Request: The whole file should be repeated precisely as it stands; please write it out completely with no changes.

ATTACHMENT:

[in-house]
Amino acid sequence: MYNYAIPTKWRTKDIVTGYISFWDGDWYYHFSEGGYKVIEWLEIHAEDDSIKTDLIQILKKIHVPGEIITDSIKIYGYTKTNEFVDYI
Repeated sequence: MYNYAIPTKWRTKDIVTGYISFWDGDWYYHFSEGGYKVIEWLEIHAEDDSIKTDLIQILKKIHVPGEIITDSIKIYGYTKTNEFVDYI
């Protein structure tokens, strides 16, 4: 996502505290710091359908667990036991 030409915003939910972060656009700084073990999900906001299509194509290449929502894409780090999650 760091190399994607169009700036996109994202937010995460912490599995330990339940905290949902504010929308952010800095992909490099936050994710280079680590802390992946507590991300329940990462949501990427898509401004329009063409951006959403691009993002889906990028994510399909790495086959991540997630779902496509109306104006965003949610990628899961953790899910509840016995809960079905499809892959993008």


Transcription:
[in-house]
Amino acid sequence: MYNYAIPTKWRTKDIVTGYISFWDGDWYYHFSEGGYKVIEWLEIHAEDDSIKTDLIQILKKIHVPGEIITDSIKIYGYTKTNEFVDYI
Repeated sequence: MYNYAIPTKWRTKDIVTGYISFWDGDWYYHFSEGGYKVIEWLEIHAEDDSIKTDLIQILKKIHVPGEIITDSIKIYGYTKTNEFVDYI
């Protein structure tokens, strides 16, 4: 996502505290710091359908667990036991 030409915003939910972060656009700084073990999900906001299509194509290449929502894409780090999650 760091190399994607169009700036996109994202937010995460912490599995330990339940905290949902504010929308952010800095992909490099936050994710280079680590802390992946507590991300329940990462949501990427898509401004329009063409951006959403691009993002889906990028994510399909790495086959991540997630779902496509109306104006965003949610990628899961953790899910509840016995809960079905499809892959993008």